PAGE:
Source:The New Democrat
“British columnist Brendan O’Neil explains the intended and unintended consequences of the sugar-coated tyranny we call political correctness.
See the video at Liberty Pen
Brendan O’Neill is right in the sense that racial and a certain form of racism has come back into style, but both on the Right and Left. We have a President of the United States who is now openly racist towards minorities that criticize him, with his political party either backing up everything that he says, or denying that his racism is racism. And then you have people on the Left of all races and ethnicities who openly bash Caucasians and Caucasian men, who if those attacks were against any minority group, the people saying those things would automatically be labeled as racists or bigots.
Back in the 1990s which now seems like over 20 years ago, ( ha, ha ) we as a country and society where race and ethnicity actually started not mattering, where people of all races were not being judged by their race and ethnicity, where Americans even minorities didn’t feel the need to identity themselves by the things that’s most physically most obvious about them other than their gender, which is their race and ethnicity.
In the 1990s we had our affirmative action debates and other debates about poverty and the role of government, but we weren’t debating who were the real Americans with people on the Right ( especially the Far-Right ) claiming that European-Americans were the only real Americans. And everyone else including Europeans who weren’t Protestant and Northern European, like Italians and Jews, and even Irish-Catholics, weren’t real Americans. With only Anglo-Saxon Protestants being the real Americans.
With the Far-Left saying that European-Americans are essentially all bigots and bad people, who don’t understand what it’s like to be African, Latino, Asian, or Middle Eastern in America. And the only good Europeans in America were on the Left and from Northeaster and West Coast background as far as how they grew up and went to those schools, where they learned how to become good people.
I grew up in Bethesda, Maryland in the 1980s and 90s and went to one of the most diverse high schools that you could ever imagine where there certainly wasn’t a majority ethnicity in that school and perhaps not even a majority race. Where we were all considered to be people and individuals, as well as students, but not as members of this race or this ethnicity. Bethesda Chevy Chase High School just outside of Washington, in a lot of ways represents Dr. Martin L. King’s dream where all of his children would’ve been judged by the content of their character, not by the color of their skin.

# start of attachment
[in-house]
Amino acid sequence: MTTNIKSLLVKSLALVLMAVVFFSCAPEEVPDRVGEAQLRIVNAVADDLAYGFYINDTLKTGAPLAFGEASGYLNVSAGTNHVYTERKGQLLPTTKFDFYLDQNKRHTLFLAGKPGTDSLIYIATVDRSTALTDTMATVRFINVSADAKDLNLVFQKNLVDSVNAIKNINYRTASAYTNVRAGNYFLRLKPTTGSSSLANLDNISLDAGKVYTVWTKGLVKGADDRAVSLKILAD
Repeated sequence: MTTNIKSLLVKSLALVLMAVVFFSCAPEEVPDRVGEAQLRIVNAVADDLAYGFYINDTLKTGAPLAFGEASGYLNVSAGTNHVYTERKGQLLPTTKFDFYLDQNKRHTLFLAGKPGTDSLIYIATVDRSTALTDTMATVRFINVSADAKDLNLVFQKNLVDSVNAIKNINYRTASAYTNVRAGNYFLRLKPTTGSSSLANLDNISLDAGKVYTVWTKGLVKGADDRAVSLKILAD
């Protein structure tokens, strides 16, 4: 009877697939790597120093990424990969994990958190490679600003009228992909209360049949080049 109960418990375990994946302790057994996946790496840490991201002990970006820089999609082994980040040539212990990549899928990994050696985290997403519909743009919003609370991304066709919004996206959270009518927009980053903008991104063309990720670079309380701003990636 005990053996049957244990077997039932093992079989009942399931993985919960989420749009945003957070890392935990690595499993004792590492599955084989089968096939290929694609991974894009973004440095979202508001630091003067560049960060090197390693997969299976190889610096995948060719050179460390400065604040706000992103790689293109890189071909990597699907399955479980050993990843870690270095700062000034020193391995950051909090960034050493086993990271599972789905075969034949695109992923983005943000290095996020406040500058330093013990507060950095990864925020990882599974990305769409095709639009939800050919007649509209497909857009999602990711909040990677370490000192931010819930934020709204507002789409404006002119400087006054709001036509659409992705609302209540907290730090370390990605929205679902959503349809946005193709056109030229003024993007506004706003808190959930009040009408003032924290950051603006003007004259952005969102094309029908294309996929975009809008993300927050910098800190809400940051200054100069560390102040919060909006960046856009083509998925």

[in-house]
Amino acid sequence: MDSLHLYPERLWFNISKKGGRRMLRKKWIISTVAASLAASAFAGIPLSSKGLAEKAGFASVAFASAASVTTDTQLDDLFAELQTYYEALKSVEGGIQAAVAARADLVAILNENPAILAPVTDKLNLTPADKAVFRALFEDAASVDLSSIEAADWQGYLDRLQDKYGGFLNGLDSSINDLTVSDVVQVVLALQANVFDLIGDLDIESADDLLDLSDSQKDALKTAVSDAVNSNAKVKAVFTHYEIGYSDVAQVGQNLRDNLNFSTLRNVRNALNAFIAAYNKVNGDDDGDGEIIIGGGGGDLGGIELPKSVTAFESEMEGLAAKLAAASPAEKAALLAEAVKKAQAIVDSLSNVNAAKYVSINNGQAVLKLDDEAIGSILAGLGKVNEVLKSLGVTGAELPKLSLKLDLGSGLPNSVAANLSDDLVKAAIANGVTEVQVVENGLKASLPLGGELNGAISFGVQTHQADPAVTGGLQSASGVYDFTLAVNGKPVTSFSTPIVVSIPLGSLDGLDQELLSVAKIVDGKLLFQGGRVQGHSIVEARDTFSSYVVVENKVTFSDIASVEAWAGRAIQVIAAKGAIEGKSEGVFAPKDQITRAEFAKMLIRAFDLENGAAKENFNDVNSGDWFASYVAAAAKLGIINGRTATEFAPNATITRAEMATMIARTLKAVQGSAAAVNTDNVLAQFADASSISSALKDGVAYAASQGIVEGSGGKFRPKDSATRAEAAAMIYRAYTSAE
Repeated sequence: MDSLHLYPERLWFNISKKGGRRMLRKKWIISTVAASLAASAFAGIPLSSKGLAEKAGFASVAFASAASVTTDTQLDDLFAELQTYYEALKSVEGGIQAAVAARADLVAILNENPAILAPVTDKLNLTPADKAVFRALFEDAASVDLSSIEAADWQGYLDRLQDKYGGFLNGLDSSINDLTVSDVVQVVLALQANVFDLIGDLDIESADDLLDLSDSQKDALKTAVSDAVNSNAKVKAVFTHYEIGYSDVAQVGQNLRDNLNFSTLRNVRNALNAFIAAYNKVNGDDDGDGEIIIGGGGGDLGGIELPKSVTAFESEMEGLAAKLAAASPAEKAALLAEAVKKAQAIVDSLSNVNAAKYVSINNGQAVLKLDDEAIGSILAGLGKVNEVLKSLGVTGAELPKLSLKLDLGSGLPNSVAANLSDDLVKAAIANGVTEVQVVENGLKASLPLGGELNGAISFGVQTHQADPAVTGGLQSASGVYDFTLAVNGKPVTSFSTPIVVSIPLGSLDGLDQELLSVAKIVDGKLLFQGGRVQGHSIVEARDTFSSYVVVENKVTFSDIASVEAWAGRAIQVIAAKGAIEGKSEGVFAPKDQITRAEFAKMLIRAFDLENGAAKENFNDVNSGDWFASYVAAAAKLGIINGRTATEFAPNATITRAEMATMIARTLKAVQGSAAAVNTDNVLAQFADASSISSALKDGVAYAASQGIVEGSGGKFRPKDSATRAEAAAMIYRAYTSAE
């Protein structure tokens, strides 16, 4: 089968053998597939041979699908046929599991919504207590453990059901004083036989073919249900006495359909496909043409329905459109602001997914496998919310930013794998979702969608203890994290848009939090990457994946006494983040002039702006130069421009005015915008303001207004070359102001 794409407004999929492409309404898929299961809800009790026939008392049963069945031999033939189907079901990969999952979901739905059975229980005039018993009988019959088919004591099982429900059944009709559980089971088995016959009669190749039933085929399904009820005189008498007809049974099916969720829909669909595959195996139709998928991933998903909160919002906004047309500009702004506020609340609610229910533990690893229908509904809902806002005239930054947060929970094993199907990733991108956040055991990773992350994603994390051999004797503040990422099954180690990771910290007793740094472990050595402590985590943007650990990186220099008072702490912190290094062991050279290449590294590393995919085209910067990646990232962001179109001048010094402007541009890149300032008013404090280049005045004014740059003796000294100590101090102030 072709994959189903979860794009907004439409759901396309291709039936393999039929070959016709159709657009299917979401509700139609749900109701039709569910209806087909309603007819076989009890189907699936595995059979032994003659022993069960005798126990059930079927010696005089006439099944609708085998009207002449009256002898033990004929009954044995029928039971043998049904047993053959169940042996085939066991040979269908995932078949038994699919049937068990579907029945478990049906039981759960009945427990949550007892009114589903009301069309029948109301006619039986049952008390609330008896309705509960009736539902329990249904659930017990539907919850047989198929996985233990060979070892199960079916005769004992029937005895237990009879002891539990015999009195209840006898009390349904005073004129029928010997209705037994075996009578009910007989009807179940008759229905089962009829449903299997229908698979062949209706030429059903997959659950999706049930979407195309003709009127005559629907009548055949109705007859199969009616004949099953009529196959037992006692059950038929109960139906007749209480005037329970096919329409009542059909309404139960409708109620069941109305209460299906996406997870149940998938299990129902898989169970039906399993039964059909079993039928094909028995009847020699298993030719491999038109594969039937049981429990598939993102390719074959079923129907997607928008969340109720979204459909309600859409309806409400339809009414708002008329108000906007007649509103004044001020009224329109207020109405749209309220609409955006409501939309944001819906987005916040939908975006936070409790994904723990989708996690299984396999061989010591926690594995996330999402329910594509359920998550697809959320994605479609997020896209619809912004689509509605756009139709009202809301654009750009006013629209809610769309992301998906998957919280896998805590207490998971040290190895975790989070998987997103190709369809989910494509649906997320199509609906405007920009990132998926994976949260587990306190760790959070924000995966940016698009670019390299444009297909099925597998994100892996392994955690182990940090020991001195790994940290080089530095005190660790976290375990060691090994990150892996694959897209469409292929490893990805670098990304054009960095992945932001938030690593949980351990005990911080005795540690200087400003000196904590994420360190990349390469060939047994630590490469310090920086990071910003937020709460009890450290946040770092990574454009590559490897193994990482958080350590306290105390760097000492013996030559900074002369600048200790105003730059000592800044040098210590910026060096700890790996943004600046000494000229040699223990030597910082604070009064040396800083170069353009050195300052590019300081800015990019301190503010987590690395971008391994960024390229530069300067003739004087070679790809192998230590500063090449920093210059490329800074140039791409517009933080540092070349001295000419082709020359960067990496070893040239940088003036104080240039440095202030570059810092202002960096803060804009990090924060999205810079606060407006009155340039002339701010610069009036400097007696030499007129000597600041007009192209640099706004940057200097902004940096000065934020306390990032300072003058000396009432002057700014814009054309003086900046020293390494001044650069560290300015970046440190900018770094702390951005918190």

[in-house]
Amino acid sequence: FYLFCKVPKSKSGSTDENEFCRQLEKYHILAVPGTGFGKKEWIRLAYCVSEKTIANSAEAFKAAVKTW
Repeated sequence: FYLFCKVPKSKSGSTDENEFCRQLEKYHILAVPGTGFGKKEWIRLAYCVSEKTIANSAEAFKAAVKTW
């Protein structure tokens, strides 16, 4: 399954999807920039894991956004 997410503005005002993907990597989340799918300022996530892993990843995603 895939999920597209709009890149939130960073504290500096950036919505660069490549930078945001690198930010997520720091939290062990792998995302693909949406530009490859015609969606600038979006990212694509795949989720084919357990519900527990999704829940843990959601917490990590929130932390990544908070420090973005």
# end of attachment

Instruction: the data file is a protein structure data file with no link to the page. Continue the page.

And we’re now at a point in the country thanks to the Far-Right and Far-Left where race and ethnicity now matters. Where it can be a real problem for you as a minority to be a Republican. Both from the Far-Right of the party, but from partisans from your own community who see you as a sellout and believe that you’re now one of them. ( Meaning part of enemy )
And if you’re a Democrat who is of European background, you’ll have Far-Leftists who think your race and ethnicity not only matters, but is a problem for them. Who don’t want to see you win this election or be appointed to that office, simply because those positions already have a lot of people from your race serving in those positions. We’re seeing that in the Democratic Party presidential primaries, where a big problem that the Far-Left of the party has with Vice President Joe Biden, is that he’s Caucasian and male, as well as 76 years old.
I’m from the John F. Kennedy and Dr. Martin King school of America who believes not just in liberal democracy, but pluralism as well. That believes that we don’t judge people by the color of their skin, but by the content of their character. Anyone can say that they’re colorblind, or race blind, ethnic blind, or gender blind. Which is a silly thing to say, because none of us are and that’s not the point or question anyway. The point or question is do we judge people by their race, ethnicity, or gender, or do we judge them by the content of their character and as individuals. If you believe in the great melting pot known as America, then you’re a pluralist who sees people as individuals and judges them accordingly. Not by the color of their skin and what racial or ethnic group that they’re a member of.